Tropicana Las Vegas - The VegasTripping Review 2006
The Way Vegas Used To Be and Won't Be Shortly
There are five major thoroughfares in Las Vegas named after the hotels that defined their geography. Flamingo Road, Desert Inn Road, Sands Avenue, Sahara Boulevard and Tropicana Boulevard. Of these five, two namesake casinos are no longer standing - The Sands (Venetian) and The Desert Inn (Wynn Las Vegas.) With the almost certain demise of the Flamingo to be announced in Q3 2006 that whittles the crowd to two - Sahara and Tropicana. Built in 1957, the Tropicana Resort & Casino typifies Vegas history - its classic days as south strip hipster hangout, home of Folies Bergere for forty something years, owned/skimmed by an impressive array of gangsters and the subject of near daily reports of implosion and takeover since the turn of the millenium.
With the announcement of a "golden parachute" securities filing guaranteeing compensation for Tropicana's parent company Aztar Corpoations executive crew late 2005, the sale/implosion rumors gestated into a string of offers to purchase Aztar (casinoboats, the Tropicana Las Vegas and its sister property - the Tropicana Atlantic City.) March 2006 brought a flurry of offers from middle tier gaming companies Columbia-Sussex, Pinnacle Gaming, Ameristar Casinos and Colony Capital - owners of the Las Vegas Hilton. Suddenly a property that was looked at with indifference has been the subject of massive aquisition interest on the global gaming industry stage as well as among tourists visiting Las Vegas.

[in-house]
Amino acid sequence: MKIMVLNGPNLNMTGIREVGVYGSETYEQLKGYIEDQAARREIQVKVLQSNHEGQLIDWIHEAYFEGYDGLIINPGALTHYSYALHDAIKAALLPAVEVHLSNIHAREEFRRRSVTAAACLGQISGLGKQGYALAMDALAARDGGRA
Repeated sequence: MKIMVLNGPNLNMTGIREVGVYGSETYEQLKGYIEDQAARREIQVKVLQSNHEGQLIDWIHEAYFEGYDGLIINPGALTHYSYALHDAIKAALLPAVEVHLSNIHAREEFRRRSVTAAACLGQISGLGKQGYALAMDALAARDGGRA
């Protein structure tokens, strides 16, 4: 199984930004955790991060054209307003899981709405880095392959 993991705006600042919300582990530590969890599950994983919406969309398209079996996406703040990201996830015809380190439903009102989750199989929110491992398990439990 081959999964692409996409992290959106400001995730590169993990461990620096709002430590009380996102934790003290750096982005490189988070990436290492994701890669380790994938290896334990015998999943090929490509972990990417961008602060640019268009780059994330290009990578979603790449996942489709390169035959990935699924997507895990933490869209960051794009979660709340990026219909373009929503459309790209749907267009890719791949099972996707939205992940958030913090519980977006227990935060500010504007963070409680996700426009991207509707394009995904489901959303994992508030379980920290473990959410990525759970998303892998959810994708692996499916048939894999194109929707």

With the potential for the implosion of the Tropicana running high in the wake of takeover talks, we thought it would be fitting to at the very least document the state of the Tropicana 2006 for history's sake.
Our room at the Tropicana was booked through their website the evening before our intended Wednesday arrival - options included Paradise Tower Rooms ($99), Island Tower Rooms ($79) and Garden View Rooms ($69). We chose the Garden View room because it seemed like a "standard room." Immediately after we submitted our reservation, we received a confirmation email along with a "Welcome to the Tropicana" email that outlined their restaurant offerings, shows and other offered amenities. This was a very nice touch and must prove to be a useful marketing tool managing the expectations and options for the impending visitor.